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Write--or edit!--the book you want to read
In 2017, I was a writer who felt like I had tricked a few editors into publishing my text+image experiments and collages. I kept waiting for someone to say, “Haha, nice try, you can’t do that.” Sometimes the imagined emphasis was on the “you” as in: YOU can’t do that. Other times it was more like: you can’t do THAT. Either way, I felt like it was only a matter of time until I would be informed that what I was making was obviously neither art nor writing, and/or called out for as the impostor I was.
But I also have a bit of a reputation for being incorrigible:
So I kept making these weird works, but I didn’t know what to call them—visual stories? collage narratives? sequential art? There were no panels or speech bubbles, so I was pretty sure I wasn’t making comics. I wasn’t using ink on bristol board like I’d read you were supposed to use for comics. I painted pages of my journal in gouache then typed words on my typewriter and glued them onto the page, or added words digitally once I figured out how.
Meanwhile, as a professor at Indiana University South Bend, I was teaching courses on what I called “Narrative Collage” where students created stories and chapbooks combining text and image. They created comics, collages, erasures, and all sorts of delights, and I longed for a book I could assign that would offer examples of the range of works they were making.
I also wanted a book for myself, one where I could go deeper, learning more about the possibilities of creating comics and graphic narratives. I’d found a number of books about making comics, but, as I’ve said, I wasn’t sure that comics was what I was making. I sought out information about literary collage, but most of it didn’t include images, just postmodern pastiches of text. I wanted a book where comics and visual poetry and literary collage and mixed-media narratives and erasures and altered archival documents and graphic memoirs and novels were all between the same covers.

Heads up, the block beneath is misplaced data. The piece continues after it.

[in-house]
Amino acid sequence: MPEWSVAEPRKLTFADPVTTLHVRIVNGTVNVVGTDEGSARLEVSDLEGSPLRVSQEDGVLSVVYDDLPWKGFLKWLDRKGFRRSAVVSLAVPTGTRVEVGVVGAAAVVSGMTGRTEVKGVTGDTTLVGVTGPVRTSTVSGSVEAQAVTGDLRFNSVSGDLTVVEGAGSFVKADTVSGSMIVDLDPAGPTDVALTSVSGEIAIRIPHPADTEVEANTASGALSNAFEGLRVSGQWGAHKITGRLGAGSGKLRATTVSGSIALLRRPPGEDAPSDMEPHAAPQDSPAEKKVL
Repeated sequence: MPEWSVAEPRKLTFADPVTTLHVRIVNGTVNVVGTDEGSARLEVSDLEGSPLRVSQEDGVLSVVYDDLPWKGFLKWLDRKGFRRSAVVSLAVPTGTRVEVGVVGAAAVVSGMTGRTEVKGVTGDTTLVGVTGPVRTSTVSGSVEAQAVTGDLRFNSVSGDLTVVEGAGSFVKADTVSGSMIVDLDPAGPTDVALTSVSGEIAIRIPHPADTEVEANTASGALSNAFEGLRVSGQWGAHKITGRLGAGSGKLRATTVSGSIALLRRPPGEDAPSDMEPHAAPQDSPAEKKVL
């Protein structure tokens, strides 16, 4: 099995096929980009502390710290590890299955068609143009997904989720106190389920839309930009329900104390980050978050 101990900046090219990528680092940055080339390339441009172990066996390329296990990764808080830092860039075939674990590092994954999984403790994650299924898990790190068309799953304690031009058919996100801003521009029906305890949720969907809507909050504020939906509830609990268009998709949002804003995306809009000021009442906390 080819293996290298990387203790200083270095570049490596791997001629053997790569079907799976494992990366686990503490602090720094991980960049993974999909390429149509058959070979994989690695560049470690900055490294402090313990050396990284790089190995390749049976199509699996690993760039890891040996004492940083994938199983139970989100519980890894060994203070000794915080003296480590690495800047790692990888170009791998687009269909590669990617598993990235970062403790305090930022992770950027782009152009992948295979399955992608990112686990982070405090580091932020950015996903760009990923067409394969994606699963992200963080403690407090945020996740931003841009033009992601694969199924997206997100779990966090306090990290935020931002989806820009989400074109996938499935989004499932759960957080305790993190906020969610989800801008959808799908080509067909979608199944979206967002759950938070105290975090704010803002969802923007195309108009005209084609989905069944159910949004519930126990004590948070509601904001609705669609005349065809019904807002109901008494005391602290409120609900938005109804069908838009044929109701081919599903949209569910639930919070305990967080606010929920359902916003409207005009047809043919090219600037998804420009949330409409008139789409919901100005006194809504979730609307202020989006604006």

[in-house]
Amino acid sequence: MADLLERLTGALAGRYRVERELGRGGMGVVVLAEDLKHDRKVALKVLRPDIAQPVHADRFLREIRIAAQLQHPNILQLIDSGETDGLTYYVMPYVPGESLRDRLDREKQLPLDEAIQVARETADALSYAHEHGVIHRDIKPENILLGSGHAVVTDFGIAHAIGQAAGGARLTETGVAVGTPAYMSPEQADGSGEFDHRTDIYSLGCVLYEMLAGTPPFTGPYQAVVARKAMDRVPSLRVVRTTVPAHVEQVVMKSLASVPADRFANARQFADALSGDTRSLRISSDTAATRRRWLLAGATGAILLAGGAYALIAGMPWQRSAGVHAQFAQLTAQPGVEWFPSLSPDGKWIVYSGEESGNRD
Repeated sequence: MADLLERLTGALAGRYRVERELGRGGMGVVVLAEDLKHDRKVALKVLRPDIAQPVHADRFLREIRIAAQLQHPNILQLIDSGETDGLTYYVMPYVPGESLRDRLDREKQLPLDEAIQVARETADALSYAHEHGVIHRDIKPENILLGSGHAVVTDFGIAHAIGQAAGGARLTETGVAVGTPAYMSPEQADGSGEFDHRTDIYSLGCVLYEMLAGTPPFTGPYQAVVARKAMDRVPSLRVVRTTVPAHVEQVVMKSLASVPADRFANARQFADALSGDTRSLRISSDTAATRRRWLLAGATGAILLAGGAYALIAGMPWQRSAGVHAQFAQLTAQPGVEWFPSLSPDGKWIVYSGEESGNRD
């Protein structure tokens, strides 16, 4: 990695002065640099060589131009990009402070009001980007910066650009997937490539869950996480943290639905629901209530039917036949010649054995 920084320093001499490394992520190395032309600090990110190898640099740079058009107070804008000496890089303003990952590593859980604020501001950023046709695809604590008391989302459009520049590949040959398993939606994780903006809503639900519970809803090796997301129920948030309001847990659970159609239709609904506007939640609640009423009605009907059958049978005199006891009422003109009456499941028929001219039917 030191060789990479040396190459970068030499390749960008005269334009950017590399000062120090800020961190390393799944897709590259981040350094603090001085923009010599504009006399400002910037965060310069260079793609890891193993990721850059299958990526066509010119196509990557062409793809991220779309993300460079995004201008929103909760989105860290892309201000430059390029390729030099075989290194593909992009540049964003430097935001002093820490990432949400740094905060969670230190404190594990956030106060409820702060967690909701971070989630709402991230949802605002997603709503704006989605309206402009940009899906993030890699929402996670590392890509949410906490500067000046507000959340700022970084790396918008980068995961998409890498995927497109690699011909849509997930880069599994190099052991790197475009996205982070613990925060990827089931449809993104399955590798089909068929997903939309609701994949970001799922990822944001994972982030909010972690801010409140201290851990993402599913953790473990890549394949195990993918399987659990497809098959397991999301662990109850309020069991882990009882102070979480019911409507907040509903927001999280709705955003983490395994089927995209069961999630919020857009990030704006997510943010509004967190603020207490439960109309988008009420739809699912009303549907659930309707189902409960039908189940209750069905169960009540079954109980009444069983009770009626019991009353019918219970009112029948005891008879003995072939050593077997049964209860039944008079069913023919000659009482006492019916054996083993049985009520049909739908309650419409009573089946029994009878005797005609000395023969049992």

By 2017, I’d published two books with Rose Metal Press, Liliane’s Balcony: A Novella of Fallingwater and The Bitter Life of Božena Němcová (which includes some of my collage art). And for years I’d been regularly reading and teaching from The Rose Metal Press Field Guides: to Writing Flash Fiction, Prose Poetry, and Writing Flash Nonfiction. At some point, I thought: I wish Rose Metal Press had a field guide to graphic literature. These are just the kind of thoughts that get you into trouble because, if you’re like me, the next thing you know, you’re the one creating the thing you want.
Rose Metal Press had an open submissions period coming up. I knew how badly I wanted this book and that I needed to be the one to pitch it. I also knew that I would need help. I have a Ph.D. in literature and am a professor of creative writing, so I was familiar with the literary and academic worlds, but I was not as familiar with the DIY-comics world.